In the summer months, we allow our chickens to run freely in and out without worrying. If this is your first winter, you might be wondering how to care for chickens in cold climates. Will chickens freeze to death out in the cold? It might surprise you, but chickens are a hearty creature. But they can be a little picky in some cases. Below we have some of the best ways to get your chickens out of the coop and exercising.
Create A Sunroom
If your area gets too cold in the winter, you might want to create a warm place for them to roam in. You can do this by attaching a temporary sunroom to the coop. A basic frame covered in polycarbonate will suffice well for chickens in winter. Polycarbonate is a fantastic material used for greenhouses. So your greenhouse will be warmer than the run at any time. And you can easily remove it for the spring.
Some chickens fair well all winter. But have you ever seen chickens in the snow? Some chickens don’t mind the snow at all. But others hate the feel of ice on their feet. Laying a thick layer of straw will give your hens something to walk on. It’s a cheap fix that will keep your chickens happy.
The final concern that you will have is keeping the water from freezing. To prevent this, you can go one of three routes. The first is to place the water dishes inside the coop, but be prepared to clean it regularly of bedding. The other is to insulate the bowls with towels or blankets, but they will still freeze over time. And finally, the easiest way to keep the water warm is to use an electric bowl warmer.
What Temperature Is Too Cold For Chickens?
Most chickens in winter can tolerate temperatures below freezing. Some people even say some breeds can survive in temperatures below zero. But it’s not without being uncomfortable. We recommend keeping a hygrometer and thermometer inside the coop to keep a good eye on the humidity and temperatures. Ideally, you want the coop to stay above 20 degrees and 50% humidity. And if all else fails, you could always use the Wal front 100-300W Safe Chicken Coop Pet Heater. These heaters are safer than heating lamps, and with low medium and high settings, your hens won’t overheat.
Cold Weather Chicken Breeds
For those of you who have colder climates all year, you might consider chickens bred for it. These chickens not only do better in cold temperatures, but some of them even lay eggs throughout the winter.
- These dual-purpose hens are fluffy little things that will add some calm and serenity to your flock. Their large and puffy appearances make for practical uses of insulation throughout the winter. Most of them even continue to lay all through the winter.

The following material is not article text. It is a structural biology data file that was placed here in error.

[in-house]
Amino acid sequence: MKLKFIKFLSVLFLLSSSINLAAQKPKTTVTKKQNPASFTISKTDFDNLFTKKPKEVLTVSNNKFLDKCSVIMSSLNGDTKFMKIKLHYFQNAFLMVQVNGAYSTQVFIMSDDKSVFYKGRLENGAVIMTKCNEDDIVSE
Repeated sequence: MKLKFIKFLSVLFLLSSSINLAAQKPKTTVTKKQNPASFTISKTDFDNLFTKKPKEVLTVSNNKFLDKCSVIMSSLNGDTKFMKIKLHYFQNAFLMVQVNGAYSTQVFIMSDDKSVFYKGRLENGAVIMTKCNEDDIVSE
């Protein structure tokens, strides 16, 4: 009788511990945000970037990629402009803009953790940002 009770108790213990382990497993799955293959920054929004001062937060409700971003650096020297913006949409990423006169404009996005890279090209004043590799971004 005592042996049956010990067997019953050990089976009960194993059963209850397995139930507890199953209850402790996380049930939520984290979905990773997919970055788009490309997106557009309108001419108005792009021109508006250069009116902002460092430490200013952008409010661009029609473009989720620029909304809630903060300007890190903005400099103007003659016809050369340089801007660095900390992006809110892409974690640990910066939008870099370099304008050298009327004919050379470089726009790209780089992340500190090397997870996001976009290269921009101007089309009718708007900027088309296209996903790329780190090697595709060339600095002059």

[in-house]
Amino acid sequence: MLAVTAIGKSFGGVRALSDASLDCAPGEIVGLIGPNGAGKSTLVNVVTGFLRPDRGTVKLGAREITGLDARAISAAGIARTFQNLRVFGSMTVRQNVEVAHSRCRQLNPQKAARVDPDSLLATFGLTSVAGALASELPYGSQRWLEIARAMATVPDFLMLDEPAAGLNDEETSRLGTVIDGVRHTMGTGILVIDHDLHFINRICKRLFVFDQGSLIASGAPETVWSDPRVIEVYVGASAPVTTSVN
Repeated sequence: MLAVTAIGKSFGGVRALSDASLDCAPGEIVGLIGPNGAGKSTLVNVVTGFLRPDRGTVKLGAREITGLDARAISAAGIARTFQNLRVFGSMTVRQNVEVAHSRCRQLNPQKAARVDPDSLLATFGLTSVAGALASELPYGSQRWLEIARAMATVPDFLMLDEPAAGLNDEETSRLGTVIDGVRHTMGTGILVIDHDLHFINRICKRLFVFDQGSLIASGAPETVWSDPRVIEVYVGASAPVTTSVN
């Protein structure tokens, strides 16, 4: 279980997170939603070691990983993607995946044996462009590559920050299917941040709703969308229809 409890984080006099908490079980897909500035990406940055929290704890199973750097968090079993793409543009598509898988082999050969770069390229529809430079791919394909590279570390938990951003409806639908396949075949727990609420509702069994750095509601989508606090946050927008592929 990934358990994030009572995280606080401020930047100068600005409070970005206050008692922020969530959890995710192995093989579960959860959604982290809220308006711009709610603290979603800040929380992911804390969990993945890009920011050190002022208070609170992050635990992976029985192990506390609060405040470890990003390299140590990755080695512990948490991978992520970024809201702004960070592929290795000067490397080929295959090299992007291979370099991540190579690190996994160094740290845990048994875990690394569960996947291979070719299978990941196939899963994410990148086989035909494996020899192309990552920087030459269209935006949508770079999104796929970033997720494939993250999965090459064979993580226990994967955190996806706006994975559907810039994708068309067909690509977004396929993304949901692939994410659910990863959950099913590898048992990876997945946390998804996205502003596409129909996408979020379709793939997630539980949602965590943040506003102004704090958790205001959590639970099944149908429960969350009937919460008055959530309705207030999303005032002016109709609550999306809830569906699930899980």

- Being feathered from head to toe makes the Silkie a great winter-ready bird. Their feathers keep them warm, and since they don’t have combs, they won’t get frostbite. The only downside is that Silkies don’t lay eggs throughout the winter.
- Another fluffy winter bird is the Cochin. These large birds have feathers that cover their sensitive feet and small combs. You will love how friendly these chickens are and their quiet nature. And to top it all off, they produce delicious eggs in the winter.
- And our final cold weather chicken breed is the Plymouth Rock. These hens come from cold weather breeding and survive the most frigid winters in Massachusetts. The only downside to these calm birds is that they don’t lay eggs during the cold of winter to conserve energy.
What To Feed Chickens In Winter
Now that we know all about how to care for chickens in cold climates, we need to talk about food. In warmer weather, your hens have access to all sorts of grains and foraging materials. But in the winter, all of these things are taken away. So what should you feed your chickens all winter?
To keep up with conserving energy, your chickens will need less protein and more healthy carbs. Giving a nice cracked corn treat can give your flock the power they need to keep sane and stay warm.
On incredibly chilly mornings, you could give them an excellent warm oatmeal breakfast. And to fill in what they are missing in insects, you can buy mealworms and crickets purchased at any pet store.
And Above All Else…
Keep an eye out for frostbite. Wattles, combs, and feet are prone to being frostbitten. So you will want to keep an eye on them and even use a little petroleum jelly on these areas. And that is everything you need to know on how to care for chickens in cold climates. If you do all of these things, you will find keeping chickens in cold weather easy.
Below is a Pinterest friendly photo…. so you can pin it to your Backyard Chicken Board!!